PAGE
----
Starting from this idea that any practice is in a way propagandistic and the arts the link between power and form, I would like to set out to decode the multiple ‘dimensions’ of propaganda explicitly affiliated with the production side of artistic practices. I want to explore what makes art such an excellent and practical tool for the multiplication of political motives. I will start with the first dimension, that of the ‘line,’ which concerns that-which-is-to-be-propagated. The second dimension is the ‘plane,’ where the first attempt at morphology is made to use form to materialise that-which-is-to-be-propagated. This form is that of the drawing, painting, or text, which are historically seen as the capacity to think abstractly outside the mind. The third dimension is that of the ‘extension,’ where the mechanics of physics introduce utility and functionality to materialise that-which-is-to-be-propagated. One could say the Newtonian laws are introduced here, as the piece at this point partakes in extended spaces. The fourth dimension is that of the ‘psyche,’ where propaganda works on Frankenstein and becomes alive, entangled in time, making it practically impossible to disseminate from any other lifeform.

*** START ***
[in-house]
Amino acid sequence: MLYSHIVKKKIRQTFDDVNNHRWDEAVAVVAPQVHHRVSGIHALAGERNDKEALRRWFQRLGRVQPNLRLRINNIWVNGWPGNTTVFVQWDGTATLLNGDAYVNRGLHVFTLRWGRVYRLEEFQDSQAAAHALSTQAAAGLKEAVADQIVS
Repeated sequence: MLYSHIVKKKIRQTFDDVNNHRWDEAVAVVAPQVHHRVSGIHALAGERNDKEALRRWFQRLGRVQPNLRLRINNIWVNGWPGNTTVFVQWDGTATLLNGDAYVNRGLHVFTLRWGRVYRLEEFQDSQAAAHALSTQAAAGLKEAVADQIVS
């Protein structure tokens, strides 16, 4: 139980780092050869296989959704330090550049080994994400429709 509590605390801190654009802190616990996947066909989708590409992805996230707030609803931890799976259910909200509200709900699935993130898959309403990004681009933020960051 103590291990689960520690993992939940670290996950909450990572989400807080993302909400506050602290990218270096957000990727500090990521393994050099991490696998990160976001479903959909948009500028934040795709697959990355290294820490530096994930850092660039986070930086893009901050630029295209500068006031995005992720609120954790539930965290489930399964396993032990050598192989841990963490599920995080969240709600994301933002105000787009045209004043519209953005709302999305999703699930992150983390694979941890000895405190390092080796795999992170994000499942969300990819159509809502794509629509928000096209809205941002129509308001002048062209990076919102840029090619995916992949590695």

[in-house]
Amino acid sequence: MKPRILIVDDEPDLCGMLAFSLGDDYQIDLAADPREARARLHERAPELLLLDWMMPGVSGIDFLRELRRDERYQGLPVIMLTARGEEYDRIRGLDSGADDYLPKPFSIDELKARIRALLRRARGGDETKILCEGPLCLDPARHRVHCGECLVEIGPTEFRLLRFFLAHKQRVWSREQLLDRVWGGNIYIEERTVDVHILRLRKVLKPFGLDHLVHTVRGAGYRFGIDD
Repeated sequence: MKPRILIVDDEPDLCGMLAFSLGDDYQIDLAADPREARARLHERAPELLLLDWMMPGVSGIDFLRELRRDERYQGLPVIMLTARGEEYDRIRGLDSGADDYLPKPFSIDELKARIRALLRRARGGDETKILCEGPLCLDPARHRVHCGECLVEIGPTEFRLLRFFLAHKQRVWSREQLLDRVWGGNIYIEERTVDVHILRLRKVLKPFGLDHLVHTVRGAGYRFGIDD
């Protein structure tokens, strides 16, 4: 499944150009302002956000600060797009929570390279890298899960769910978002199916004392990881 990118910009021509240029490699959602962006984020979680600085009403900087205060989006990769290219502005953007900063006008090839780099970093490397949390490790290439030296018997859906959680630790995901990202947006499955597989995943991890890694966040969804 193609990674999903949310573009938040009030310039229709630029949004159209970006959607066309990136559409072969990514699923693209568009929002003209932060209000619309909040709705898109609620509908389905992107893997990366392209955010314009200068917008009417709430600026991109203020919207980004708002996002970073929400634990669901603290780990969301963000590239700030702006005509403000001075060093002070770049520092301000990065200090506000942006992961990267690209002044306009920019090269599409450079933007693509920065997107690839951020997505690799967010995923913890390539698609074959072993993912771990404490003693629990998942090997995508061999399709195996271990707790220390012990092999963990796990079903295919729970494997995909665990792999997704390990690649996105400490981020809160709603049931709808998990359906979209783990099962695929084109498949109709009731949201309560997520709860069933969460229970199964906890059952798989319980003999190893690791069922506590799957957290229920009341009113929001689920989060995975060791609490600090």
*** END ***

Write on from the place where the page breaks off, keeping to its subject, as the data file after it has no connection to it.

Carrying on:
1-D Propaganda: The Intentional Line
I want to set out some main motives of the uses of propaganda. In other words, what is to be propagated? What is to be propagated concerns at least three elements. The first is ideology, as defined by ‘Ex Officio.’ The second and third concern less intuitive elements of propaganda, being simplification and the interface to power. All these three elements of the first dimension of propaganda relate to one another, and the second and third can always be brought back to the first. Above all, a strong aspect of propaganda is to make something look extremely complex, only so Ex Officio can propose to reduce its complexities for you so that it can be understood.